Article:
Yahoo's board is considering whether to sell off its internet business -- the core of what it's been since the 1990s -- and find a way to maximize the value of its holdings in Alibaba and Yahoo Japan, according to a Wall Street Journal report. All that's left now is to raise the "going out of business sale" sign over the entrance to the company's headquarters.
It's still officially unconfirmed, but it wouldn't be surprising. Yahoo has been a disaster for a period spanning the tenures of co-founder Jerry Yang's second stint as CEO, Carol Bartz, Scott Thompson, and Mayer, and that doesn't count interim CEOs Tim Morse and Ross Levinsohn. That's a good eight-plus years now.
There have been plenty of attempts to revitalize the company, but everyone has run into the same basic problems. On one hand, it has boasted one of the largest amounts of traffic on the internet across all its properties. Yahoo has a highly recognizable brand. And yet, for too long, Yahoo has been a collection of services and activities rather than a unified concept. People might use Yahoo Mail or go to Yahoo Finance or some other specialty area, but they don't end up having relationships with the entire company.
As was true for her predecessors, Mayer came in facing this fundamental issue. But she, like the others, had to satisfy investors who wanted more revenue, not less. So most of the properties had to stay and more sources of revenue were added, which only increased the basic problem of a company that was cobbled together. It had all the weaknesses of a traditional conglomerate without any of the benefits.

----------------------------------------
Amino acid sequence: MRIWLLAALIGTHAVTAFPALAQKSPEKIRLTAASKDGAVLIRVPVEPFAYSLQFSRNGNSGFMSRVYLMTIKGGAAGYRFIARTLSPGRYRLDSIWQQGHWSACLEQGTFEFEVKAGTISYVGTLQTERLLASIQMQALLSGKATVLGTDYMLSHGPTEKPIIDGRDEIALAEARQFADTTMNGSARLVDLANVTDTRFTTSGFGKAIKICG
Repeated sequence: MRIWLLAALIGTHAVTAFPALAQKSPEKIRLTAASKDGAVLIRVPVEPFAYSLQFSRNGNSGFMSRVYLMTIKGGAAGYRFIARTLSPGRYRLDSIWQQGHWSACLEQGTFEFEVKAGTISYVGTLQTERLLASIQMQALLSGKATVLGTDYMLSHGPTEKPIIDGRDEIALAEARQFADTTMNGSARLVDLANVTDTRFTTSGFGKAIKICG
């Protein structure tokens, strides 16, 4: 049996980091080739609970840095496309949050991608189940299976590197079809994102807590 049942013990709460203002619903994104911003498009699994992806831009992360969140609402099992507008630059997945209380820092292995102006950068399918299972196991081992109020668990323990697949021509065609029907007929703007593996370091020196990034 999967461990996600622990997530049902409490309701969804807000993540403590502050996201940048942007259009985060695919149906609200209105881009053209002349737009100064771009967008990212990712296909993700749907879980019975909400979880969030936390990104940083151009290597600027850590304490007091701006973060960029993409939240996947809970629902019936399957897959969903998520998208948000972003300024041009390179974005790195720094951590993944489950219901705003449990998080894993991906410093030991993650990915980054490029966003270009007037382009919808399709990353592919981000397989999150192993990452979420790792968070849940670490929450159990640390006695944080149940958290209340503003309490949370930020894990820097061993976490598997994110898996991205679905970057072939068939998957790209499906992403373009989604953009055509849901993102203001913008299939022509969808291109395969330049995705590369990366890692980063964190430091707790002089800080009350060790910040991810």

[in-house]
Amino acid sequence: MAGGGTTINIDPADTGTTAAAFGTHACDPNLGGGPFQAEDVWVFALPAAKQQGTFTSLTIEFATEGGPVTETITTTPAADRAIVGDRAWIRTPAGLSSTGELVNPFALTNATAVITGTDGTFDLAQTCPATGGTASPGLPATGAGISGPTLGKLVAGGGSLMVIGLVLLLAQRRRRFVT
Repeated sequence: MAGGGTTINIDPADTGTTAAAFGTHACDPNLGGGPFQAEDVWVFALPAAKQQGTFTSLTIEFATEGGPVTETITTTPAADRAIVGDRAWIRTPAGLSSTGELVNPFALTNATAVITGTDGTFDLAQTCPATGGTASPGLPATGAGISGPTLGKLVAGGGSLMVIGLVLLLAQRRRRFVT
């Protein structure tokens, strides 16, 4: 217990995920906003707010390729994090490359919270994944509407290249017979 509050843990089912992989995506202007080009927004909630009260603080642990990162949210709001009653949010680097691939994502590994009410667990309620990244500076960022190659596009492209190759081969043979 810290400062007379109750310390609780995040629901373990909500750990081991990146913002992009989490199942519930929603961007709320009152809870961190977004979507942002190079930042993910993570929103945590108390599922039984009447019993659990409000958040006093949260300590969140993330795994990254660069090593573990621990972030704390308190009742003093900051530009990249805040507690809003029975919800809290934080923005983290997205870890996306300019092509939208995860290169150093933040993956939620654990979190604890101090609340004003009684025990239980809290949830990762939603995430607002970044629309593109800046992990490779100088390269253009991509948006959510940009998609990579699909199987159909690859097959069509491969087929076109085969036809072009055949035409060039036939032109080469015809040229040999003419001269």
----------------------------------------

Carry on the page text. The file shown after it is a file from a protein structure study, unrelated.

Although some say that Mayer stabilized the company, it needed much more. Quarterly revenue has increased, but at this point is almost exactly what it was when she became CEO. Mayer tried to focus attention on emerging revenue streams that she called her Mavens strategy (for mobile, video, native, and social). But the growth she expected hasn't been enough ultimately to counter the fall in Yahoo's legacy business. And after more than three years on the job, investors expect a turnaround to really be taking hold.
Sometimes a company outlasts its initial concept. In fact, that happens far more frequently than many in business would like to think. The rate at which companies are bumped off the S&P 500, due to being acquired or significantly shrinking in size, has been accelerating and is on the order of 15 years. Yahoo is 20. At this point -- and, frankly, for a number of years (at least since Yang and the board turned down the absolute gift of Microsoft's $44.6 billion acquisition offer) -- it's time for a breakup. Maybe another company can make the pieces work better. Clearly Yahoo can't.